Long-delayed building to start in Owings Mills Completion of road opens untouched acres for variety of projects

November 20, 1997|By Jay Apperson | Jay Apperson,SUN STAFF

The plan to funnel Baltimore County's growth to Owings Mills moves to a new level today, when construction is to begin on a mammoth, long-delayed business park on the community's last large undeveloped tract.

The Riparius Center, being built by Timonium-based Riparius Development Corp., is designed to provide thousands of jobs and up to 3.5 million square feet of office space -- more than the combined space in five of downtown Baltimore's largest corporate towers.

Today's groundbreaking, for Automatic Data Processing's regional headquarters, comes as workers near completion of a road that will open hundreds more acres north of Owings Mills Town Center and mall for job-producing development.

"This is a groundbreaking in more sense than one," said Councilman T. Bryan McIntire, a Republican, who represents the area. "It's a groundbreaking for this particular building, but it's also a groundbreaking for that whole corridor."

And, some might say, it's about time. Development in the area was delayed for a decadewhile officials tried to build a centerpiece lake -- an idea that was killed by environmental concerns. Similarly, the route of the crucial Red Run Boulevard extension was redrawn several times because of environmental issues, further delaying major commercial projects.

The Riparius complex is part of a plan to channel growth to Owings Mills and White Marsh, while protecting rural areas of northern Baltimore County.

The complex, the biggest project planned for the area north of Town Center, covers 160 acres, including a large wooded area owned for decades by Pikesville Sportsman's Club, according to Riparius Development.

The Riparius Center's first project is a $13 million, 110,000-square-foot regional headquarters for Automatic Data Processing Inc., which provides human resources and payroll software. The company will move more than 300 employees from its regional offices in Towson to the new building.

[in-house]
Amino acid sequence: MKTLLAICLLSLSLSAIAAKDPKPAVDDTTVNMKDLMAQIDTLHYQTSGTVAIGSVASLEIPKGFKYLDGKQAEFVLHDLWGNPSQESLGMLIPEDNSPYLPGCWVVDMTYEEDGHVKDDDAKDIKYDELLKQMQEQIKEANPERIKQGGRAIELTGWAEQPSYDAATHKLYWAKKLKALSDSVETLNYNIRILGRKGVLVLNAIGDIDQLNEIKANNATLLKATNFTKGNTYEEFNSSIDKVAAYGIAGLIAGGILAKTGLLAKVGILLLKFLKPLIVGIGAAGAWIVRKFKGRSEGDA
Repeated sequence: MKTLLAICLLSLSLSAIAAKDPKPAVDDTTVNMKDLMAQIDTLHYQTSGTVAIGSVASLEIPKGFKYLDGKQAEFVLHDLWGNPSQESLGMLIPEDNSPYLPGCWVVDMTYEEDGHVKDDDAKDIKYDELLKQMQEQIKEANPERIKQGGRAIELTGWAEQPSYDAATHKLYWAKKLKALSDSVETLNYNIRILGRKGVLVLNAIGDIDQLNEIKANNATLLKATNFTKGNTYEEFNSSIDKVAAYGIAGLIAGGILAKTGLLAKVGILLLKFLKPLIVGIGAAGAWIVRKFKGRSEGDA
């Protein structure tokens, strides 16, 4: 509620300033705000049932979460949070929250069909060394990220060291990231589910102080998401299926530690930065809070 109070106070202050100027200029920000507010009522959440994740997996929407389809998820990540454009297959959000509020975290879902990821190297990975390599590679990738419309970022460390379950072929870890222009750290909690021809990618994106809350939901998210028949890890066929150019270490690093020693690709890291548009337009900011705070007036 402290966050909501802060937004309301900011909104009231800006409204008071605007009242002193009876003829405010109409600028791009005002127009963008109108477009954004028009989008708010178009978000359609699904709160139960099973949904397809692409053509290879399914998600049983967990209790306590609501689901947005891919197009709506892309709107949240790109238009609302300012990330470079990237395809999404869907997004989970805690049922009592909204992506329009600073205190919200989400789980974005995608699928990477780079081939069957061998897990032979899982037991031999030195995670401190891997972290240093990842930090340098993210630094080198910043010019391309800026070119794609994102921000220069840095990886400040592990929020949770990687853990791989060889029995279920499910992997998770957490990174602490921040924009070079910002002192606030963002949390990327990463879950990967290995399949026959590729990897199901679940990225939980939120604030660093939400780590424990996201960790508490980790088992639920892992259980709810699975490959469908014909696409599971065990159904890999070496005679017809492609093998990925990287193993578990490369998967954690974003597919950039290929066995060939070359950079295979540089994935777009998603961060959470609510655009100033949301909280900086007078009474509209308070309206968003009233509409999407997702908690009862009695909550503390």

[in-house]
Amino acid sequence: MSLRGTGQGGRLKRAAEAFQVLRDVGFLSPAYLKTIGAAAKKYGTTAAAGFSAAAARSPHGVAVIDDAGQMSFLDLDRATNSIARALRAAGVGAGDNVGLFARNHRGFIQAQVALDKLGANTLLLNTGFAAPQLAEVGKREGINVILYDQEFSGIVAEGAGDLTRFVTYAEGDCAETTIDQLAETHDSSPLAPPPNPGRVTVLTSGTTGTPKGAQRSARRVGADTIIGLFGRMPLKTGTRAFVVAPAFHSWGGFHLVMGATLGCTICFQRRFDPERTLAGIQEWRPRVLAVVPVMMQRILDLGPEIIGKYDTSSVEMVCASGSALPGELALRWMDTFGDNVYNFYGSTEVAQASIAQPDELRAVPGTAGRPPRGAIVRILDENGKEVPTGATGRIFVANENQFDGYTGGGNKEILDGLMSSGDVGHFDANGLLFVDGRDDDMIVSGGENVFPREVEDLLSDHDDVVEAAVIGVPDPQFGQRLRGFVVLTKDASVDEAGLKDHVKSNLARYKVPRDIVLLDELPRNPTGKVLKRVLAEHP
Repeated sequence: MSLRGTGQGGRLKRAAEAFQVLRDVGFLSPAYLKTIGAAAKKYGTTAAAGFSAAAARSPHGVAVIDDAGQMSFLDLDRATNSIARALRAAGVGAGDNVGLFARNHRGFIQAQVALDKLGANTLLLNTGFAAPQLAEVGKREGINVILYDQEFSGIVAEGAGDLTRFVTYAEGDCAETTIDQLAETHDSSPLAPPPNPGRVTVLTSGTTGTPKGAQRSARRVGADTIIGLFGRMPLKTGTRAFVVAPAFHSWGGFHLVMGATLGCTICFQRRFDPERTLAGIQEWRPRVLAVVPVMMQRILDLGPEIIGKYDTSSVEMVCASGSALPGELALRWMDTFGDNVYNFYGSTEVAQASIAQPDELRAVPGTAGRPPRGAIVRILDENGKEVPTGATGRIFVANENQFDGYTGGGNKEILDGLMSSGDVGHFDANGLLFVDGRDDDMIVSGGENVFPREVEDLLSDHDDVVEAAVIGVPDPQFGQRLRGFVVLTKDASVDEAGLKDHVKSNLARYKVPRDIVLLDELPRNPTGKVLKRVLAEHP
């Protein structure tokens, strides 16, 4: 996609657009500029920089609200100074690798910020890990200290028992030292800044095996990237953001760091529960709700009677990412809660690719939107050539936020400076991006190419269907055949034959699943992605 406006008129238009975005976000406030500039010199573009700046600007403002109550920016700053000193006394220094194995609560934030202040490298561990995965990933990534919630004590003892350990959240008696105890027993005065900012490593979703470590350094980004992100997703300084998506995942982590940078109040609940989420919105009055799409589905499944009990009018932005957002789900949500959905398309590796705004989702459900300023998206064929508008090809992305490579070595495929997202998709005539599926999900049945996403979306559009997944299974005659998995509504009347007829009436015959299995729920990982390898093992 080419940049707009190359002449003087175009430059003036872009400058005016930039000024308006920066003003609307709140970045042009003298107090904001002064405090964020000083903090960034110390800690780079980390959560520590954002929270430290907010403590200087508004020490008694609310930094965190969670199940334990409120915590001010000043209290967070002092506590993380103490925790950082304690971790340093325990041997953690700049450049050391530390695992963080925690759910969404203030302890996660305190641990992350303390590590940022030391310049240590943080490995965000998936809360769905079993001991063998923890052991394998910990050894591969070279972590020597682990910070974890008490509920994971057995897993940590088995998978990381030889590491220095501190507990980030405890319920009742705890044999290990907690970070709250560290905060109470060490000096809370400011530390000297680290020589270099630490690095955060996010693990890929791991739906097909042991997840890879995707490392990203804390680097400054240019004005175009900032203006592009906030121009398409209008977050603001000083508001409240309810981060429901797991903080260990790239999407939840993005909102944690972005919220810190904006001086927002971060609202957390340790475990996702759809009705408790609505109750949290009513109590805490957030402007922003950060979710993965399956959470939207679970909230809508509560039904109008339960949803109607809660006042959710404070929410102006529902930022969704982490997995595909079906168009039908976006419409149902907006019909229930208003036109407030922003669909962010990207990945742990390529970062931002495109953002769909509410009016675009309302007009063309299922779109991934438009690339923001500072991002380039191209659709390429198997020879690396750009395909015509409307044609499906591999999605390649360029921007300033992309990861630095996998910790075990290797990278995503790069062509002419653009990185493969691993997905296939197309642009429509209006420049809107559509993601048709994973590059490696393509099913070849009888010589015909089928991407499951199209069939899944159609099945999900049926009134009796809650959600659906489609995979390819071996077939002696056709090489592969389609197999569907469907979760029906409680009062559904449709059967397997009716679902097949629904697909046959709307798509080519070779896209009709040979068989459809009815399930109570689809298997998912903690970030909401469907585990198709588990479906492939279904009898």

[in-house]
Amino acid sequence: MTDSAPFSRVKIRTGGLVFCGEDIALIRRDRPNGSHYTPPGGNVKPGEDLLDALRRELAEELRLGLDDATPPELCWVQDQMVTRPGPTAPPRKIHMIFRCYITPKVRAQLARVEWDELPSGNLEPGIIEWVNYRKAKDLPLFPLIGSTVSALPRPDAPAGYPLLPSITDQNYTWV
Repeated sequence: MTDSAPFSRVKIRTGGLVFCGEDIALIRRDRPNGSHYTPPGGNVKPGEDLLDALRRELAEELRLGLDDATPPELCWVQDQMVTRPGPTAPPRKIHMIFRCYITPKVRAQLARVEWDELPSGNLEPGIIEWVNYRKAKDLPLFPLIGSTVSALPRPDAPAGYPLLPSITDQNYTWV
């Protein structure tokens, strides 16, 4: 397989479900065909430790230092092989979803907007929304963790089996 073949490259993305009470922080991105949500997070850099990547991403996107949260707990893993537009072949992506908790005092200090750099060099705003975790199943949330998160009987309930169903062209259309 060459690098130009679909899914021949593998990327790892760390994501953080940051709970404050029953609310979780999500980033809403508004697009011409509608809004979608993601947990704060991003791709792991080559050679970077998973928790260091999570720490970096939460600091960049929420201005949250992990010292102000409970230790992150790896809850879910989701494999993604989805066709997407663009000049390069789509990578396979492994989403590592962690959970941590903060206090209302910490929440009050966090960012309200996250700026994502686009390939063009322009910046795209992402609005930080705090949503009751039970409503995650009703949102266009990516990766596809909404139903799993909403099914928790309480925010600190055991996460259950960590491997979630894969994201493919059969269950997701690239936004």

Peter G. Moore, vice president and general manager for the company, said the new location will provide room for expansion and highway access to allow easy shipment of payroll documents to clients in the region. Moore said the company didn't want to move too far from its existing location because its jobs require a "long learning curve."

The building is scheduled to be completed in September.

Charles F. Johnson, vice president of Riparius Development,said his company is talking with other prospective tenants, but none beyond ADP has formally committed. Although a 165-room Hilton Hotel is planned near the mall and the Owings Mills Corporate Campus, Johnson said Riparius is seeking a hotel for its business park.

In addition to office space, Riparius' complex is to eventually include stores, restaurants, banks and other "convenience-oriented retail" businesses, Johnson said. Industry sources have said the company, as part of a pending merger with a North Carolina real estate investment trust, also is expected to take advantage of Owings Mills' 5 percent office vacancy rate by developing a 125,000-square-foot office building on a speculative basis.

Seeking to further assist development in the area, county officials have asked the state to support an interchange at Interstate 795 and Dolfield Boulevard.

But Johnson said the key to moving ahead was the county's willingness to build the three-mile, $11 million Red Run Boulevard extension with no commitments from business park tenants. A portion of the road leading to the Riparius site is set to open, and the entire stretch from Owings Mills Town Center to Franklin Boulevard is to be open by summer.

"The road was important for us because it opened up our land for development," Johnson said. "ADP's decision to relocate out there totally validates everything the county had in mind when they committed to building Red Run Boulevard."

William Hughey, a county planner for the Owings Mills area, said completion of the road project will allow other landowners in the area to move ahead with plans to develop office complexes.

The impending completion of the road project heightened pressures to alter the Owings Mills plan. Last year, a developer proposed building 500,000 square feet of warehouse-sized stores and restaurants on land south of the Riparius site.

But McIntire, who controlled the decision on a rezoning request crucial to that project, turned down the proposal. In effect, with the backing of other county officials, he rejected the promise of immediate development to save the land for light industry and office development, which would generate better-paying jobs.

With the start of the Riparius project, and with a movie complex and a restaurant park in the works near the Owings Mills mall, local business leaders are optimistic about the area's future, said Brenda Crabbs, director of the Owings Mills Corporate Round Table, a consortium of area businesses.

"By spring, you're going to see rooftops coming up, new ones everywhere," she said. "It's an exciting time."

Pub Date: 11/20/97

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